This leads to the next part of the equation – how many gallons of water do you need in your fire fighting reservoir? That’s a bit like asking ‘how high is up’, because clearly the more you have, the better.
A typical multi-purpose fire truck that carries some water but which isn’t a dedicated tanker probably holds about 1000 gallons of water (and can pump it out at maybe 1500 gpm, so in theory, could use up its entire on-board supply in merely a minute). A garden swimming pool can have many thousands of gallons of water, and as long as you were sure to have adequate and reliable pumping capacity, might be a great way to keep water on hand for fire fighting.
If you’re having to establish a specific water tank for fire fighting, we’d suggest you have at least 500 gallons of water in the tank, and of course, it will presumably have a lower flow-rate pump replenishing it as soon as the level begins to drop, so maybe by the time you’ve used up your 500 gallons, you have added another 100 or 200 gallons to the tank, and so on.
One study (the ‘Scottsdale Report’ – a 15 year study on fire sprinklers) suggests that fire-fighters typically use 2,935 gallons of water to control a fire. (Sprinklers used only 341 gallons.) So the more water you have, the better.
A Stitch in Time
Our point here is that it takes very little time for a fire to go from a spark to a conflagration. Truly, in five minutes, a fire can go from a tiny thing to a monster, raging unstoppably through your house.
If a fire starts, every second counts. You need to detect it as soon as possible and respond to it immediately thereafter.
You can’t have a system that when you have a fire, you have to go somewhere to turn on the water supply pump, then grab a fire hose, take it to an outlet, connect it up, turn it on, and deploy it. By the time you’ve done all of this, the fire has enormously grown. Where possible, you should have hoses pre-deployed (but sheltered from the sun so they don’t age and crack from the UV, and also sheltered from any extreme cold), and activating the pump should be something that can be done from several convenient locations.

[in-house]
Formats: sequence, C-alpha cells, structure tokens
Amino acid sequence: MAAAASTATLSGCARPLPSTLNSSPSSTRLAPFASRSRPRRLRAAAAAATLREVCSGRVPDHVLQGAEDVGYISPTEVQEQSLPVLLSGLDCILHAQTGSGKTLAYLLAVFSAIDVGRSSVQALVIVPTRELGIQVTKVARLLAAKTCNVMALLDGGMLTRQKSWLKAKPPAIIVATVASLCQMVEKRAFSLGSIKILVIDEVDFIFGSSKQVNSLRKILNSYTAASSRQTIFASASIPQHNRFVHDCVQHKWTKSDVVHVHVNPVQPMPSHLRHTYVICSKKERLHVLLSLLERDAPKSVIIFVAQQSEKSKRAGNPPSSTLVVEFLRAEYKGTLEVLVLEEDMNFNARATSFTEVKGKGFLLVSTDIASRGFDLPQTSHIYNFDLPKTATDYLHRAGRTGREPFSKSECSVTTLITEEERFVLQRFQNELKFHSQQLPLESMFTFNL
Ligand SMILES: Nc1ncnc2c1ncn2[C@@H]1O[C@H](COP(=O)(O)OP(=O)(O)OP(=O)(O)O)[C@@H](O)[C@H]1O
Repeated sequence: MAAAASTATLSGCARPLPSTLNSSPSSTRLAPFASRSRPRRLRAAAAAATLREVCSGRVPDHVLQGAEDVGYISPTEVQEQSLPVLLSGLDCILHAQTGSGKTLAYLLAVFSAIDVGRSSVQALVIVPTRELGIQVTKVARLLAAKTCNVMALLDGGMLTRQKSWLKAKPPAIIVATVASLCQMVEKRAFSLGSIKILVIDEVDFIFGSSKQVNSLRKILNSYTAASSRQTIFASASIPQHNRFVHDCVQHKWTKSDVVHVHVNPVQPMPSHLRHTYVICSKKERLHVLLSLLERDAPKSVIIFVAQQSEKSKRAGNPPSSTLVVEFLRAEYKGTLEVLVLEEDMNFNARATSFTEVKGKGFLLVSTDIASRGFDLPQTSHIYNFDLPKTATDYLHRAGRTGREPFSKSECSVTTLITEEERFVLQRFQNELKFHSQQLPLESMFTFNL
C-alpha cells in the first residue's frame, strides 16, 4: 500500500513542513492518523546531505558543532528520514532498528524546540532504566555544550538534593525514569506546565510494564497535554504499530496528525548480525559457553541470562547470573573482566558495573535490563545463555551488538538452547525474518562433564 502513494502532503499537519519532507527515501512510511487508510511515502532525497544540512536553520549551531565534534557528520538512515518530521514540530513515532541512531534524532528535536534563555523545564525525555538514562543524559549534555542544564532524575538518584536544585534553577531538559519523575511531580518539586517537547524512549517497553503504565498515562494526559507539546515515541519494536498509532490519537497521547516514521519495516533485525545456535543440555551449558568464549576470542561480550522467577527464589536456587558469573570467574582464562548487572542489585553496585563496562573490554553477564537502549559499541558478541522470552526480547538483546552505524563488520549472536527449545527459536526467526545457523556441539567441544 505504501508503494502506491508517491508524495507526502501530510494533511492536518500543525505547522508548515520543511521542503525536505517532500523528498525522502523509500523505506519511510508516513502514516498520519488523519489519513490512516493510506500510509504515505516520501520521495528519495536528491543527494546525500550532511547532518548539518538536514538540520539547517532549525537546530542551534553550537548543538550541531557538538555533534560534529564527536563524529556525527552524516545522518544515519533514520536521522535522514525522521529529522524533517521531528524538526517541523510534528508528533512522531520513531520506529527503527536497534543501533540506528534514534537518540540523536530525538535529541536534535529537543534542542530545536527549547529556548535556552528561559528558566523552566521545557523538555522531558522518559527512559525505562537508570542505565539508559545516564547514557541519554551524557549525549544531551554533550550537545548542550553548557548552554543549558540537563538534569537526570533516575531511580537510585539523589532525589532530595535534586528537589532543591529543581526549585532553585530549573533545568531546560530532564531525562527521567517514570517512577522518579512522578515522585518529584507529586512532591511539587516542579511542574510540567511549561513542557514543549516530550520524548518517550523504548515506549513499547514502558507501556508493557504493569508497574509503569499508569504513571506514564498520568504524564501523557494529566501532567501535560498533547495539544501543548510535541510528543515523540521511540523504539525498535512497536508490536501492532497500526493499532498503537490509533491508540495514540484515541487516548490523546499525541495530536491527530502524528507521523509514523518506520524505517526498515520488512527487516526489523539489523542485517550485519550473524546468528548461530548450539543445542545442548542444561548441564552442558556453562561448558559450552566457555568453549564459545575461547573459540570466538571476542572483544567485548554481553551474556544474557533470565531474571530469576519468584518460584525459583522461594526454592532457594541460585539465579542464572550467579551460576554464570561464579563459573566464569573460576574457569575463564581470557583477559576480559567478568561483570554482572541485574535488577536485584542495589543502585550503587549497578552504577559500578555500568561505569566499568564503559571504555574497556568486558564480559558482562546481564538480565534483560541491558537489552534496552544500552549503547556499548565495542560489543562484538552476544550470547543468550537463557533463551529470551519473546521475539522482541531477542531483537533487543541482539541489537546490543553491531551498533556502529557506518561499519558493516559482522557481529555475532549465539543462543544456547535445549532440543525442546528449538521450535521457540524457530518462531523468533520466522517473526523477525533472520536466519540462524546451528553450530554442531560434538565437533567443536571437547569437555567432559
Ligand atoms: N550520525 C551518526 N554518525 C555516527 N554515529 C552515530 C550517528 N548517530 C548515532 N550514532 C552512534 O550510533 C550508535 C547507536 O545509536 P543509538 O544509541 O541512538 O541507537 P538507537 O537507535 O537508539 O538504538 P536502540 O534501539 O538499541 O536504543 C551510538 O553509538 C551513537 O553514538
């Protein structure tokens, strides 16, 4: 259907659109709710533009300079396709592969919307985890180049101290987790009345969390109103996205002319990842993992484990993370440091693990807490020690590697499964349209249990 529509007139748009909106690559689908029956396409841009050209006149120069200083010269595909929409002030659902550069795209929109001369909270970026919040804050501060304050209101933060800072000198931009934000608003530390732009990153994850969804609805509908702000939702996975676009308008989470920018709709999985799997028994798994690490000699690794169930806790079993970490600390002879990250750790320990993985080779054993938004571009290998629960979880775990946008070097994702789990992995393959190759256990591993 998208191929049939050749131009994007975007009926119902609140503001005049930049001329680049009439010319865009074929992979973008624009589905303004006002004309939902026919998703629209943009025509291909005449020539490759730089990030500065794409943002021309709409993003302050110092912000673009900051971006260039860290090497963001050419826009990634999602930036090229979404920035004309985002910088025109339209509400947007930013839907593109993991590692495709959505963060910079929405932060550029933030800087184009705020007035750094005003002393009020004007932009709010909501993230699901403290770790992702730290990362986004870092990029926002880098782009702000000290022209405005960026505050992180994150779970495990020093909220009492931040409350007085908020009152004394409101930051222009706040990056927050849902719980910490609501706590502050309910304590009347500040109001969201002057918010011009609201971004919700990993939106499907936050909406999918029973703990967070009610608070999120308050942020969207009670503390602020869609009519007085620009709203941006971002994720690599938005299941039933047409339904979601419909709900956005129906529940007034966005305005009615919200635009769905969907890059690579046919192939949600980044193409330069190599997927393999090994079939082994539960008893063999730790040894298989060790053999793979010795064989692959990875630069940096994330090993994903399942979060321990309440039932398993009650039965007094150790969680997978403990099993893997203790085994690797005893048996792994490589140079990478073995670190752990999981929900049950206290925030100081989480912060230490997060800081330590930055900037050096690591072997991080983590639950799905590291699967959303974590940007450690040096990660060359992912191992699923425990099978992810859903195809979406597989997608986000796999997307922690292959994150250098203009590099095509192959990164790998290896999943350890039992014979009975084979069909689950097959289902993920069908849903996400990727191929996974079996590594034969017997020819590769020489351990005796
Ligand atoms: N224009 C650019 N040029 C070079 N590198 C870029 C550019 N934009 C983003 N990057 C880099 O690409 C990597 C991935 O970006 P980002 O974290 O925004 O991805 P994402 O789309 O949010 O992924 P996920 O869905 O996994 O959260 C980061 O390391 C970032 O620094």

You also should have extinguishers at strategic locations throughout your retreat. These will probably/unavoidably be single use devices, but when you need one, don’t stop to think about saving it for another time. Use it without hesitation. Almost every fire that ends up defeating multiple fire trucks, and which destroys the building it started in, could have been extinguished in the first minute or so of its life if a fire extinguisher were at hand and effectively used.
We suggest having fire alarm buttons throughout your house so that people can push the alarm if they encounter any type of fire, to alert and mobilize everyone else in the house – both to get them to assist and possibly to get them to evacuate. A loud distinctive alarm should be sounded that can not be confused with other types of alarms you might also have (in particular a security alarm).
You of course have one or more smoke detectors in your residence at present – building and fire codes require them pretty much everywhere these days, and good practice suggests one per bedroom, one per floor, and maybe some more in other strategic places too.
We’re not arguing against this at all, quite the opposite. The more smoke detectors, the better.
Did you also know there are two different types of smoke detectors? One sort detects the smoke by way of the cloudiness of the smoke interrupting a light beam, the other sort detects the ‘burning products’ associated with a fire, but not necessarily the smoke itself. They are referred to as photoelectric and ionization type detectors.
Photo-electric detectors work better with ‘smoldering’ type fires – fires that start first with a whisp of smoke, and only slowly change to a flicker of flame, and on from there. Ionization detectors respond to flames and ‘invisible’ byproducts of the fire.